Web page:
By Jeff Brumley
When Baptist Jacqueline Allen of Chapel Hill began participating this month in the Moral Monday protests against the Republican-led North Carolina legislature, she got a loving-but-firm admonition from her daughter and son-in-law: don’t get arrested.
“An 81-year-old doesn’t need to be in jail,” Allen said with a laugh today while attending CBF General Assembly in Greensboro, N.C. “I don’t want to get arrested.”
But she does want to join the thousands of other protesters, many of them driven by religious beliefs, and make known her dismay at budget cuts that threaten education, health care and other social programs in North Carolina. So far thousands have turned out – and around 600 of them arrested — for the demonstrations that run from 5 to 6 p.m. Mondays in front of state General Assembly in Raleigh.
Allen, who worships at Hope Valley Baptist Church in Durham, said she’s been joined by many other Baptists at the Moral Monday protests. But it’s also an ecumenical movement including Quakers, Unitarian Universalists, Presbyterians and Methodists, she said.
“All of our religious groups are concerned about the civic good,” Allen said.
Allen has been to two protests so far, the first time carrying a sign reading “Remember the least of these,” and the second one declaring “blessed are the merciful.” Her hope is to remind legislators catering to conservative Christians that other Christians also “have very strong teachings” that should be considered before cutting money for schools, the sick and unemployed.
“We have worked for decades to help create equal opportunities for our citizens,” she said. Legislators should “wait a minute and think about the people who elected you and don’t cut down our schools and our Medicaid.”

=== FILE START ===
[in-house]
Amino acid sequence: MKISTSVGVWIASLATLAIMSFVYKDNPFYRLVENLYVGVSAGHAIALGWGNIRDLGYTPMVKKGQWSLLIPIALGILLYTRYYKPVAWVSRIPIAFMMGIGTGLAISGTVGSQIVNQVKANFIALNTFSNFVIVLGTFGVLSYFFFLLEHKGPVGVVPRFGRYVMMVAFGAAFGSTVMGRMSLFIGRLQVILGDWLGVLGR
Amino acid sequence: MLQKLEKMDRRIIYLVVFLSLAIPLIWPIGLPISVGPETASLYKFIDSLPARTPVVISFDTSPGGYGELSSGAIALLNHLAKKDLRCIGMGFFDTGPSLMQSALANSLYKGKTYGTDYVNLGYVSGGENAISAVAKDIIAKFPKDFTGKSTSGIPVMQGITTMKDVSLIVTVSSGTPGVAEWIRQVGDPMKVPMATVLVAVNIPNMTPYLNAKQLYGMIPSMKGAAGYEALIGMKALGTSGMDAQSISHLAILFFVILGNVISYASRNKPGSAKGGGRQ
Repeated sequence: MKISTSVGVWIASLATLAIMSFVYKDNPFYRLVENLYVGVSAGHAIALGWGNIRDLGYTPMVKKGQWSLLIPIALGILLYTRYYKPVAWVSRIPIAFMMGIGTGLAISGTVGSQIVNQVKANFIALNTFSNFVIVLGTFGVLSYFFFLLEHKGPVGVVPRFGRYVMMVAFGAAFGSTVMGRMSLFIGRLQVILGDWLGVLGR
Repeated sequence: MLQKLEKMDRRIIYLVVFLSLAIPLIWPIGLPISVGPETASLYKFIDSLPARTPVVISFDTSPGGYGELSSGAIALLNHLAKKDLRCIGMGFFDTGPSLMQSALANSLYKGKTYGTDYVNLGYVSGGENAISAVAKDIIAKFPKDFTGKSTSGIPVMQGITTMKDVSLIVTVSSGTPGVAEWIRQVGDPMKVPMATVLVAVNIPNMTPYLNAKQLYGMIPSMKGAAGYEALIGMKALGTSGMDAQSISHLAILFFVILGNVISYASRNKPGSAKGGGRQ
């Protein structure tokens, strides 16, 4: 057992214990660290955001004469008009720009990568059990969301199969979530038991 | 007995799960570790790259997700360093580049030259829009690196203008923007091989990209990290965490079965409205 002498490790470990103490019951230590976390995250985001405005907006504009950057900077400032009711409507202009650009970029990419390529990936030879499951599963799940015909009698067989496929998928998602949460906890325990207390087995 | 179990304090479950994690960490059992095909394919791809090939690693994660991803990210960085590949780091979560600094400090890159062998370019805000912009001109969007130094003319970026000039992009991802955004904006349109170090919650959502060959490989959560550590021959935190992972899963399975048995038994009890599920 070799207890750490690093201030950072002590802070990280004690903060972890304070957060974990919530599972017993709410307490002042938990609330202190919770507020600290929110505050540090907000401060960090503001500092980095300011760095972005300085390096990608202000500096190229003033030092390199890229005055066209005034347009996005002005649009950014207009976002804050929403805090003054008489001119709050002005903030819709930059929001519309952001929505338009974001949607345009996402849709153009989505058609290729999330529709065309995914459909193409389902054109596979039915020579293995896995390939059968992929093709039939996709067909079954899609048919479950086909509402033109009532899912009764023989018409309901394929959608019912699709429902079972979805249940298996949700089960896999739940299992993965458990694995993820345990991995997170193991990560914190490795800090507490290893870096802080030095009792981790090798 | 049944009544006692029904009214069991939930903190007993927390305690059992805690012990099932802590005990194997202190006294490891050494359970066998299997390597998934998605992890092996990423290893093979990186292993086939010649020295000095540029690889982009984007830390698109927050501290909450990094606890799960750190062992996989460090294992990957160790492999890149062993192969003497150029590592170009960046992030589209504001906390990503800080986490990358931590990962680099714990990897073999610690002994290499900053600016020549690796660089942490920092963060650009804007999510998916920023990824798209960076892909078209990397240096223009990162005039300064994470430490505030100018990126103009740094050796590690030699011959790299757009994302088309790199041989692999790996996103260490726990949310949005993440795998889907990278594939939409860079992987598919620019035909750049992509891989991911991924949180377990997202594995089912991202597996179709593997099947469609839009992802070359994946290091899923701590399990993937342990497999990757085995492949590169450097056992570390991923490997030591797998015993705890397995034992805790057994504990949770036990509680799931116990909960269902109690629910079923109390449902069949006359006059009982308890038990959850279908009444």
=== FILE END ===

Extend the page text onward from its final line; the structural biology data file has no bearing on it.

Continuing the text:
Civic and political involvement is nothing new for Allen. She has worked as a public school teacher and as a case worker at a mental health center, and has served as a precinct chairwoman in precincts in North Carolina and Florida.
She also boasts a rich Baptist heritage, which she said drivers her concern for the good of others.
Born in Jackson, Miss., her grandfather was pastor of First Baptist Church, from which he preached social and economic justice for African-Americans. “He always talked about fairness and helping others.”
Her late husband’s father had been the editorial secretary for the then-Sunday School Board in Nashville and her own father was a lay member of the Executive Committee of the Southern Baptist Convention. A great-grandmother was a schoolmate of Lottie Moon, she said.
Allen said she’s attending CBF General Assembly for the fellowship with other Baptists. On Wednesday she attended Baptist Women in Ministry’s 30-year anniversary celebration. She’s also attended workshops in line with her social concerns, including those on dementia, child sexual abuse and the debate over believer’s Baptism.
Politically conservative Christians cannot challenge her on religious grounds, she said. “If anybody has Baptists credentials, I do,” she said.